Nonprofits in Chicago are staffing up at a much faster rate than national counterparts, more than doubling the national average. In Chicago, 35 percent of area nonprofits reported that they planned to expand staff and/or office space in 2015, up from 24 percent in 2011.
“This growth shows that the nonprofit and association sector in Chicago has recovered well in the past several years and nonprofit leaders are very confident and optimistic about the sector’s future in this market,” said Gregg Witt, senior vice president and Chicago Nonprofit Practice Leader at CBRE. “Nationally, that is not the case, as most markets are still somewhat flat and not projecting the same confidence as leaders in the Chicago market.”
In 2011, only 12 percent of nonprofits nationally reported plans to expand staff or real estate space. That number has grown to just 14 percent in 2015, mirroring findings in 2014 and demonstrating little growth over the four-year-period.
Optimism from Chicago-area nonprofits is not limited only to staffing, but expands to spending practices as well. In 2010, 22 percent of nonprofits reported attempts to raise their profile via public relations efforts, while 44 percent reported the same goal in 2015, a 100 percent increase. Nonprofits are also looking to add to advocacy and marketing budgets in the Chicago area, with 20.6 reporting intentions to do so in 2015, up from 8.5 percent in 2010. Nationally, this is not the case as spending on public relations efforts has decreased from 22 percent in 2010 to 19 percent in 2015, and increased spending on advocacy has remained flat at 10 percent in the same time period.
“These statistics point to the optimism in Chicago-area organizations. Besides increasing programs and staff, we see nonprofits investing in PR and advocacy,” said Witt. “After the recession, nonprofits and associations in Chicago had been much more reluctant to do so.”
Nationally, nonprofits shrink square footage
According to the national survey, which focuses on 501(c) (3), 501 (c)(6), and 501 (c)(4) organizations in 26 states, nonprofit organizations are experiencing a dramatic decrease in square-footage per employee as a result of more efficient workplace practices and the gradual shift from private offices to open office layouts.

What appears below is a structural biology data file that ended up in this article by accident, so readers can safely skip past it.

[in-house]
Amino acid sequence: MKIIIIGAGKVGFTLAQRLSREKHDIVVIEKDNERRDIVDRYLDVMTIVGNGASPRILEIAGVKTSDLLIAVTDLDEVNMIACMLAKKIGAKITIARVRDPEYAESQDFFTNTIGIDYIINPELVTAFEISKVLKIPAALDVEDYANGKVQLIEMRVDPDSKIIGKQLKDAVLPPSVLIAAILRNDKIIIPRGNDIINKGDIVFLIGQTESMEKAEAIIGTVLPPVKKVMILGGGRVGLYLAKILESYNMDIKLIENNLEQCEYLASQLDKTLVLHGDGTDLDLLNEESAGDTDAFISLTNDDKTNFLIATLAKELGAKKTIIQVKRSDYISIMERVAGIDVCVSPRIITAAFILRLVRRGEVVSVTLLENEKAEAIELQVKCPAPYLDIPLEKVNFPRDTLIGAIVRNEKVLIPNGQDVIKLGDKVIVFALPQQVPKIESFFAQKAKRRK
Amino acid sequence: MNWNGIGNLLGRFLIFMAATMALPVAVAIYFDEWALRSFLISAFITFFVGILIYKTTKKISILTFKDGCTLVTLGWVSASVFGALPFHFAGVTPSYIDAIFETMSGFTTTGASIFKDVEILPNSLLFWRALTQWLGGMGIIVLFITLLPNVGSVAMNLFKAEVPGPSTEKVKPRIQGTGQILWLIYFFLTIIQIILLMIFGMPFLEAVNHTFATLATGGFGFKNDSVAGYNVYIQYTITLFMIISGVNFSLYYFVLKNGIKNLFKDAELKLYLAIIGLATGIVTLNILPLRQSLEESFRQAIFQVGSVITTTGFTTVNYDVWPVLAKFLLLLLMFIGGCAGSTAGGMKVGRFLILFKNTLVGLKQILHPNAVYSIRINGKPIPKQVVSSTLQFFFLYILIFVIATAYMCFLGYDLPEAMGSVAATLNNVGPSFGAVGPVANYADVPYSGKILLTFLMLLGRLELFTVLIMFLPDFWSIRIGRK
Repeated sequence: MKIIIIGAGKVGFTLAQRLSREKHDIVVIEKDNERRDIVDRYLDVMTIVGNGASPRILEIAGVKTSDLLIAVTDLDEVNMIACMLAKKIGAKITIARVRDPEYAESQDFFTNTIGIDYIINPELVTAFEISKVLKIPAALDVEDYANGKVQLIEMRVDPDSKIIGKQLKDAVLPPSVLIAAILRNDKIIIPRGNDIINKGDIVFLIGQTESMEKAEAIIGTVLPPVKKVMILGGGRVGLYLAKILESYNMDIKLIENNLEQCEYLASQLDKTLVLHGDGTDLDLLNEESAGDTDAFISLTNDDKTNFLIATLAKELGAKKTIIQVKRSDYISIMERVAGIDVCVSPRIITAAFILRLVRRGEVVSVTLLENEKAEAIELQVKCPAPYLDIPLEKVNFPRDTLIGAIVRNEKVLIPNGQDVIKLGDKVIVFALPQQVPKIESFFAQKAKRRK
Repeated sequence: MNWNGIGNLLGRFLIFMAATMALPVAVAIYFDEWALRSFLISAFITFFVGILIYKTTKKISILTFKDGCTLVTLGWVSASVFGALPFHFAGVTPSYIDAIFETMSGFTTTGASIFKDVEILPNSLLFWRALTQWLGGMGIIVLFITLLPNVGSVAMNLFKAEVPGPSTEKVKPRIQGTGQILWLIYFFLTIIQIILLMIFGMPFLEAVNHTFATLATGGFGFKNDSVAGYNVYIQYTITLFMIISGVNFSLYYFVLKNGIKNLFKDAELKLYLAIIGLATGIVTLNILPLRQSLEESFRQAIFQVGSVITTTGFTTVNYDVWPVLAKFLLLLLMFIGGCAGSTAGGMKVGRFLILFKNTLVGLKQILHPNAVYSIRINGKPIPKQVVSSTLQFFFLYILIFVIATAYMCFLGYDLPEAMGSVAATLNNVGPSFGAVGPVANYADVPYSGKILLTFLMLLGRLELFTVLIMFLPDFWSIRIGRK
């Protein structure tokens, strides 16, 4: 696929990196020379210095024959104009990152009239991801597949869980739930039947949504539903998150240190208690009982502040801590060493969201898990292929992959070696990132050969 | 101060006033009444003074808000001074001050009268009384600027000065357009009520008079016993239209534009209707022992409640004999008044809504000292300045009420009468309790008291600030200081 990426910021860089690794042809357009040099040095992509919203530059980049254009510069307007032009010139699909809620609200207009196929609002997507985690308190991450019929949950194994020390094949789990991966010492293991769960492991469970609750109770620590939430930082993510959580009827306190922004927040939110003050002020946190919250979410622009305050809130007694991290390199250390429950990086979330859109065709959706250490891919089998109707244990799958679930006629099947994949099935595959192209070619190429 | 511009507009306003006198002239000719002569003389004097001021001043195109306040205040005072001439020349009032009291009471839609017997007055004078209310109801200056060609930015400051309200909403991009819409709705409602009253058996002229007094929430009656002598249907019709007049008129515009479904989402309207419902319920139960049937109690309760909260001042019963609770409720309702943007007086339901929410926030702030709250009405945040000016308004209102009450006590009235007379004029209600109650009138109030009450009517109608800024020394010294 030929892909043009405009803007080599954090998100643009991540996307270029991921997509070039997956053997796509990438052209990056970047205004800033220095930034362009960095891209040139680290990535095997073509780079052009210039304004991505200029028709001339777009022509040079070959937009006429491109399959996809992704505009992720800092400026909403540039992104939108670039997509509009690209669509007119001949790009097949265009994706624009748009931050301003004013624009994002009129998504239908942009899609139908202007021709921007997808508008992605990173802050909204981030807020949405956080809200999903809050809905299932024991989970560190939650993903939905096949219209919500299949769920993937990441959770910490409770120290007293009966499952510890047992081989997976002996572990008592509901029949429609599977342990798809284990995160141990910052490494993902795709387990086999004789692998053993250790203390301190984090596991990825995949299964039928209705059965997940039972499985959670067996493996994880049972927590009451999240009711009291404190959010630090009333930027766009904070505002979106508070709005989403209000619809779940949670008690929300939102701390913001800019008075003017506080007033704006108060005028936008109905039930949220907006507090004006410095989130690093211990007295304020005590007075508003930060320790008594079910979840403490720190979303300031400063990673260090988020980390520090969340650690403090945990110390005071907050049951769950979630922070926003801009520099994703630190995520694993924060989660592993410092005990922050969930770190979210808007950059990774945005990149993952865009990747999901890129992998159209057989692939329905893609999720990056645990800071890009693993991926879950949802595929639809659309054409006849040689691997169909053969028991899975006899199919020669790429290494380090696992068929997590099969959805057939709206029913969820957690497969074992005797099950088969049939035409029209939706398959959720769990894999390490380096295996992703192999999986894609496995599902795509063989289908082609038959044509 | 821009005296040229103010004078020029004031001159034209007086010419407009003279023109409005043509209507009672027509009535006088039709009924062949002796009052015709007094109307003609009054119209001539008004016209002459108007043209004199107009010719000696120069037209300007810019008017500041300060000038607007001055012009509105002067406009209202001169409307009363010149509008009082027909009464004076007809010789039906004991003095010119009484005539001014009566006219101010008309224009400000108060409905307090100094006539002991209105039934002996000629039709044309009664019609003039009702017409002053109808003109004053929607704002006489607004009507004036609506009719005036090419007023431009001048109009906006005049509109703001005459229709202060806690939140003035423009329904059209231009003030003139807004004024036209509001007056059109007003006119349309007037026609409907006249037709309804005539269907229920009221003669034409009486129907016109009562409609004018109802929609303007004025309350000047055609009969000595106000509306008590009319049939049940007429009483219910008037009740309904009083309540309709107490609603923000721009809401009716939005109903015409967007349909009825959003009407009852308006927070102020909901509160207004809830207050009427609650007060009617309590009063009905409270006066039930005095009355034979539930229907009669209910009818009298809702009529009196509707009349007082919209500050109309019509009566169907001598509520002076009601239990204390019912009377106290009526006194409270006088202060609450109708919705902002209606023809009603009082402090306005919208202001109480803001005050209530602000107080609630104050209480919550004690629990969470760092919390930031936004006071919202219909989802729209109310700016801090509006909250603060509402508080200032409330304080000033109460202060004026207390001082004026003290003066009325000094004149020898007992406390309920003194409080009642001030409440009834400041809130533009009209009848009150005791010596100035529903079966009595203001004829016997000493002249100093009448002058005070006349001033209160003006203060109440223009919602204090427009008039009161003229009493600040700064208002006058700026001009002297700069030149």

In 2009, the average square footage per employee was 403 square feet for firms with 20 employees or more. In 2015, that figure is down to 314 square feet, a 22 percent reduction. For firms with 19 or fewer employees, the number dropped from 561 square feet to 479 in that time period, a 15 percent drop.
“The strength of the economy has helped nonprofits initiate a wave of new hiring, which has led to some of this tightening of office space, but, organizations are also more cognizant of developing smarter space configurations that allow them to better utilize their existing offices in a more efficient manner,” said Witt.
Chicago associations and nonprofits have maintained efficiency in space use throughout the study’s history, going form 316 square feet per person in 2009 to 319 in 2015. For smaller organizations, space has dropped from 531 square feet in 2009 to 481 in 2015, keeping more in line with national trends.
“Chicago has always been more efficient with space historically, but the nationally other organizations are catching up,” said Witt. “Metrics are still higher than what we see in corporate space users as nonprofits and associations are somewhat new to current workplace strategies.
The survey also found that different types of nonprofits displayed more or less efficiency with their space. 501(c)(3) organizations with 20 or more employees tended to be more efficient, averaging 250 square feet per person, while 501(c)(6) organizations of the same size average 358 square feet per person.
“It makes sense that 501 (c)(3) nonprofits, which rely on donations and grants, are more efficient with their resources,” said Witt. “The findings show that the structure of an organization’s financial resources have a direct impact on its space efficiency.”
For some nonprofits, greater space efficiency has meant switching from traditional office layouts to more open spaces, Witt added.
According to the survey, 37 percent said that they could operate more efficiently in an open floor plan versus private offices, up from 31 percent who agreed with this approach in 2013.
In 2015, 33 percent responded that their headquarters were mostly private office configuration, while 36 percent responded this way in 2010. Further illustrating the trend, 17 percent of respondents in 2010 said that their headquarters were mostly open space, while 20 percent responded this way in 2015.
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